Sunday, August 24, 2008

What do these people all have in common?

Why others homeschool

I thought this graph was interesting. The source is the U.S. Department of Education, so it's pretty kosher, not something made up to encourage homeschooling. As I look at it, the reasons why I am homeschooling (which I can't even truly figure out) start at the top of the graph and go down three steps.

1. Child's special needs or disability . School has always been so hard for him, but until last year the little bugger "never gave up, never gave up, never, never, never gave up."(Winston Churchill, who was a "poor" student.) When he was in grade school, Mr. Butler, his resource teacher, had come from the high school. He said he kind of liked working with the younger kids because they hadn't given up yet. Mr. Davis told us at the beginning of 8th grade, he thought it would be Ben's banner year, that he would take off. As it was, he barely eeked by, earning D-'s instead of the typical A's and B's.

Also, I used to work up to 4-5 hours a night so Ben could complete his homework. In fifth grade, he had a wonderful teacher, Ms. Hunt, who let him do all his work at school, while on Ritalin which helped him focus. We never gave him "vitamin r" at night, although it was tempting to complete homework, but he didn't sleep well the way it was, and it would have been necessary to give him another drug to go to sleep...better living through chemistry! Ms. Hunt was a closet LD student, I'm sure. Like Ben's only real psychiatrist, who had ADHD himself, she understood: she gave him every break posssible and did everything to UP his sense of self. She believed in him, I think she saw a lot of herself in him.Well, anyhow, after Ms. Hunt, I never again put in those hours. Ben's dad, by default, became his "homework" partner. I just didn't have the desire.Besides, it felt like child abuse, what I had done in the earlier years. In the first 5 years (k-4), he never missed one homework assignment.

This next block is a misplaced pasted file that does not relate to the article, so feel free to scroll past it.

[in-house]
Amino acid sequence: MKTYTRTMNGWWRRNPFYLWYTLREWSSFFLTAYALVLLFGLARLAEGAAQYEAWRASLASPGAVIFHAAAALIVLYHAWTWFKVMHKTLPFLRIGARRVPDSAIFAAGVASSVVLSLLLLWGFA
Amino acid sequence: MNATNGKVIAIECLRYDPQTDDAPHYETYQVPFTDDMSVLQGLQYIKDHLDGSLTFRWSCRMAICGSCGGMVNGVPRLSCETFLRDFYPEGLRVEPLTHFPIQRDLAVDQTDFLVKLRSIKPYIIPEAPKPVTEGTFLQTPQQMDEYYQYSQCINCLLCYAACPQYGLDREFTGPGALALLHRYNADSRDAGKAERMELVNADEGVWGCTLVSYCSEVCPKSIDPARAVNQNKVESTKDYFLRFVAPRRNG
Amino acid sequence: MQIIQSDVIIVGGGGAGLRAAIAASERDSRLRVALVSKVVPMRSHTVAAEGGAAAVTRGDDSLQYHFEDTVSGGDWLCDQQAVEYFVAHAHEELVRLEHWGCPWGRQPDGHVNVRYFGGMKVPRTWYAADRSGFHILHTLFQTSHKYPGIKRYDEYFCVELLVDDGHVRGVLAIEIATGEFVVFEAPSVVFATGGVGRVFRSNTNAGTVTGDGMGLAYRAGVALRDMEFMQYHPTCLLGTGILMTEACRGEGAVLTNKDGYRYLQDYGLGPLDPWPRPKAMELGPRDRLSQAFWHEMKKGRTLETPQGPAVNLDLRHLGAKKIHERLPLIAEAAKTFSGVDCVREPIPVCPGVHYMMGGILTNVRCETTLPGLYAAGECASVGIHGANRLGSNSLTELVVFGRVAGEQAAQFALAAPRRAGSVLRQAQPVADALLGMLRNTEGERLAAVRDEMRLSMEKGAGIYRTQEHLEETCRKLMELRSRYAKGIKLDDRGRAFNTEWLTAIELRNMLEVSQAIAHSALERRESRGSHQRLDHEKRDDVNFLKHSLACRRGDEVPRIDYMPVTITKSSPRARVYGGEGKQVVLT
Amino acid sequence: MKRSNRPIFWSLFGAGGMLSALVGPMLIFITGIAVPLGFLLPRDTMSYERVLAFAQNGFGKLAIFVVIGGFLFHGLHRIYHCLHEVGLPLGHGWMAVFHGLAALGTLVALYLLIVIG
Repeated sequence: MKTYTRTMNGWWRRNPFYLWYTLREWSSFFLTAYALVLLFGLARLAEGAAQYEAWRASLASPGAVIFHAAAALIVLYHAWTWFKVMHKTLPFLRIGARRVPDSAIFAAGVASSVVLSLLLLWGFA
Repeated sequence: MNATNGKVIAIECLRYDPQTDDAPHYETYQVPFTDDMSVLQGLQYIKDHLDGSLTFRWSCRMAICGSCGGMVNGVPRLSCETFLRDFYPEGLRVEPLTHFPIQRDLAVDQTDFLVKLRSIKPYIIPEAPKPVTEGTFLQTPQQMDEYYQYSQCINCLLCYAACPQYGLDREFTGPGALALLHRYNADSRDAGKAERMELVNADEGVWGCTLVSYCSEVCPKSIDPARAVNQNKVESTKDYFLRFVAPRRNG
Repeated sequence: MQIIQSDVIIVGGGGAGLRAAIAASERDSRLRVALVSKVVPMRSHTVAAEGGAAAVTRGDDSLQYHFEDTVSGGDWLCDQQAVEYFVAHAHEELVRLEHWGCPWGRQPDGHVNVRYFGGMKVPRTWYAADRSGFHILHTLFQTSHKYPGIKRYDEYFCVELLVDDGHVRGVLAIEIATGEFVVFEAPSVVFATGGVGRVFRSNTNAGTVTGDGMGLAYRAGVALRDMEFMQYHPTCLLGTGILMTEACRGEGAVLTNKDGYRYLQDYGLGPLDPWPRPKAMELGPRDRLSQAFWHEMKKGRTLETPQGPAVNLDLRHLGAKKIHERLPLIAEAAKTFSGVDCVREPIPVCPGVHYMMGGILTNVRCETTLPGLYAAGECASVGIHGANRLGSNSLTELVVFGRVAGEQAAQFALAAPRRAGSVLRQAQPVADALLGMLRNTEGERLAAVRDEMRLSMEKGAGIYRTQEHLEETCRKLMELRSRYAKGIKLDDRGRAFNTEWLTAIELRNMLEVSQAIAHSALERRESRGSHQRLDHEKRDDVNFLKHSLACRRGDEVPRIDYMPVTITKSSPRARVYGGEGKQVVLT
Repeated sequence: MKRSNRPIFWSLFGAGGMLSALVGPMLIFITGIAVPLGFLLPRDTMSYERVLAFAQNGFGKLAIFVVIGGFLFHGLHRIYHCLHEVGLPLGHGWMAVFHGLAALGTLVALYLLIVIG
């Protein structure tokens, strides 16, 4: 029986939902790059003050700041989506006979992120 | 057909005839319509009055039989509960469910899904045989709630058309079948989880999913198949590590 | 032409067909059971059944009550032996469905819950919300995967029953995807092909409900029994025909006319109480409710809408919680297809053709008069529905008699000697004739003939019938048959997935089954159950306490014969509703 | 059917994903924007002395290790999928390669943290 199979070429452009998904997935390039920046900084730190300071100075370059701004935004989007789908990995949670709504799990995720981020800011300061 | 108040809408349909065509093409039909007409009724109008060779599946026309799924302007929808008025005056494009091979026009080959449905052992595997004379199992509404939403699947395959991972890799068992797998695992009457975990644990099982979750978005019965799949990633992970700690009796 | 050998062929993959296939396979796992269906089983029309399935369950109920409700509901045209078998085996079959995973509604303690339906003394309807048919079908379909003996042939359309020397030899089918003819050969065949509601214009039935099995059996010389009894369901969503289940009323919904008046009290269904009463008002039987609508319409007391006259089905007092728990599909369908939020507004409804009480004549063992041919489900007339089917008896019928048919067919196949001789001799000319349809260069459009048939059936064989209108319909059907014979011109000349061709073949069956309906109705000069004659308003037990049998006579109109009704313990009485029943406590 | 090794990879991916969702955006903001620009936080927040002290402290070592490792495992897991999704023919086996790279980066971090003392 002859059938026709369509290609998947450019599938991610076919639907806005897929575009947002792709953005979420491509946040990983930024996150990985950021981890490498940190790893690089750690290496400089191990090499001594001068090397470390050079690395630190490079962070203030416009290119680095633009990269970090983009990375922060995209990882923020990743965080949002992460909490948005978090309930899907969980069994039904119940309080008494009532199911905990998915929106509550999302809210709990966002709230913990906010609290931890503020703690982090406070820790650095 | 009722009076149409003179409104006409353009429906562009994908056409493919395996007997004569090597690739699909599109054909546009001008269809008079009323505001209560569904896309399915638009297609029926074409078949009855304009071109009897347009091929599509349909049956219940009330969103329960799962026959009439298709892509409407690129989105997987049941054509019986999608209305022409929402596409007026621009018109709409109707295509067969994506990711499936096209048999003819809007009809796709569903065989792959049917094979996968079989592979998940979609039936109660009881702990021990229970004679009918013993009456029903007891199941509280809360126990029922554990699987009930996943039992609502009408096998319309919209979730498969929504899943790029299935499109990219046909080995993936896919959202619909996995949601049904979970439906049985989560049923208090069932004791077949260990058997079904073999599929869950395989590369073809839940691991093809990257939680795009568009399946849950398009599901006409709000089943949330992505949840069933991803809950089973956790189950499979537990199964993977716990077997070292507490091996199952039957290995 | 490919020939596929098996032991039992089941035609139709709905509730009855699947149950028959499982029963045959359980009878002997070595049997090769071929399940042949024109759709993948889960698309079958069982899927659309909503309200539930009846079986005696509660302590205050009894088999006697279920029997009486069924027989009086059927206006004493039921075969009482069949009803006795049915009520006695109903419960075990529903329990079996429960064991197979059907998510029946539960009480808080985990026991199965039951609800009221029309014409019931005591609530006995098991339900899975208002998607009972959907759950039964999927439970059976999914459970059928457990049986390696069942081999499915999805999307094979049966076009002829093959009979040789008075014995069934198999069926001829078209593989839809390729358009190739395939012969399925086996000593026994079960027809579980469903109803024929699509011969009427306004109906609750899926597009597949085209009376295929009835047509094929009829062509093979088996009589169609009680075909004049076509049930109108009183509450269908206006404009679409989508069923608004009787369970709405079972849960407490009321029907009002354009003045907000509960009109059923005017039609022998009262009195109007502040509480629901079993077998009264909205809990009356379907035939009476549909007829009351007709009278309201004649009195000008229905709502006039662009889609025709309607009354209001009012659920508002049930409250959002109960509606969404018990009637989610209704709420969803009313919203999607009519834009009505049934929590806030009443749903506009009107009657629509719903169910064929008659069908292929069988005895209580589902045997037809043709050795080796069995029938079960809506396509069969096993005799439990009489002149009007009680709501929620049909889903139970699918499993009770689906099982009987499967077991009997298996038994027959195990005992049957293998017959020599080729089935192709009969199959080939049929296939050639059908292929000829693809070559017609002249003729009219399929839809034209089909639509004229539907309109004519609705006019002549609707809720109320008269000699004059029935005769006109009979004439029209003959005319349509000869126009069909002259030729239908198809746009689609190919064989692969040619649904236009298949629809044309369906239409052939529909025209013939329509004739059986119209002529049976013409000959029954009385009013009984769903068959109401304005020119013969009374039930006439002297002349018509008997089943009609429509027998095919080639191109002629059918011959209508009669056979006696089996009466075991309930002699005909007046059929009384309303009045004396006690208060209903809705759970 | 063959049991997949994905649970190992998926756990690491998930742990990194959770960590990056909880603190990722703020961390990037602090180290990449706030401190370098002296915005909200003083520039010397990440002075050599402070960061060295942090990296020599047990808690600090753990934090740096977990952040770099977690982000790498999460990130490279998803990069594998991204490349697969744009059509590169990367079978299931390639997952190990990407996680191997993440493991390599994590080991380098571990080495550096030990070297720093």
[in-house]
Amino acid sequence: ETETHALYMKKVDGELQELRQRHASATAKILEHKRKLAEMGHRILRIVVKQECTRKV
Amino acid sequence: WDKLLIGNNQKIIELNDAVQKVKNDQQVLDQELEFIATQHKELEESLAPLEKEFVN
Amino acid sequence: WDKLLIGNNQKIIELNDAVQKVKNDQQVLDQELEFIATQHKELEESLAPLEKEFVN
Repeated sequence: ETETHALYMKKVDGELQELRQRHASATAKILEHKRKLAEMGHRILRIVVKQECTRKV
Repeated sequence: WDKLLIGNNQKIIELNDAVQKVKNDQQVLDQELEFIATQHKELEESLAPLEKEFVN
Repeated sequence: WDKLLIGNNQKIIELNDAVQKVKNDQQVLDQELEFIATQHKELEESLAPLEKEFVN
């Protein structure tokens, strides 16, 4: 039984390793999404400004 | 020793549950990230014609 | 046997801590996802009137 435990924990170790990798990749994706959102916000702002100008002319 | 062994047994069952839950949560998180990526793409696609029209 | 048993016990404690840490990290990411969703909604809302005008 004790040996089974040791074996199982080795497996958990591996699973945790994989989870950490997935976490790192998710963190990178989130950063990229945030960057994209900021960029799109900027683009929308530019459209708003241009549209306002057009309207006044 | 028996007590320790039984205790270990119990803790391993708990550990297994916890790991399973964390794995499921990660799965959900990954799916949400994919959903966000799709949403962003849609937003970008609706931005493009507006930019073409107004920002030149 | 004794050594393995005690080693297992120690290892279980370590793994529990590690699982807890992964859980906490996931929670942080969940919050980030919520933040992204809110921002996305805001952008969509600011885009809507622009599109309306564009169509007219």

2. Student has behavior problems at school.
: Ben had never gotten in trouble in school. In 8th grade, he was suspended twice, a third time was in the books, but it was the end of the year.

3. Other problems with available school. Gas was on it's way to $5 a gallon, and the hour and one half we would spend each day driving him to school, with me unemployed, was not looking good. Blame it on the Enron loophole.

4. School doesn't challenge child. Ben's IQ was 79 at age 4, 99 in second grade, 116 in's not supposed to change more than 20 points over a lifetime. So much for that. At Ben's IEP in 8th grade, I wanted the psych to give him an IQ test. He said it would keep Ben out of Special Education, and that I didn't want to do it. Ben learns a lot by watching t.v. Like his dad and his reading, he watches factual Science, mechanically oriented shows. I think that's why his IQ is so high. Environment...t.v.!!!!!!

So, in comparison to others, I am homeschooling Ben for 40.3% of the same reasons as other people are homeschooling their children. And there is no way in hell I am becoming the HOMEWORK NAZI in order for him to get through school. Bleh, just thinking about it....

Saturday, August 23, 2008

Teaching in pictures...why I'm home schooling 2

Ben has been given a label of PDD, Educational Autism, PDD-NOS, Aspergers, ADHD, and the newest one, ED (emotionally disemboweled, er disturbed)...he shows signs of dyspraxia, dyscalculia, dysgraphia, and dysentery (?). He went to speech for 6 years, OT for 6, and the Resource Room for 9.

Now, I'm not saying that I despise the public schools at all. Ben found them torture in the second grade, his words (his first apparent opinion of school), but many people have been so good and loving to him...there's just no way I can put blame for anything on the public schools. They did a remarkable job, and I wish I could write a big thank you to all his teachers, who almost always went above and beyond the call of duty. I know many of them hold Ben dearly in their hearts. And we'll never forget all that they have given. I'm crying now just thinking of it...something I don't do often.

It just snowballed, our decision. It started with wondering how we were going to cough up the $2000-$3000 for gas this year, since I had quit my job in February. You know, this summer when oil was at $150 or so a barrel? (Too much information, I know...) His new school was going to be even farther away than last year. I know he has "short bus" rights, but he had never taken the bus, or any bus, since preschool.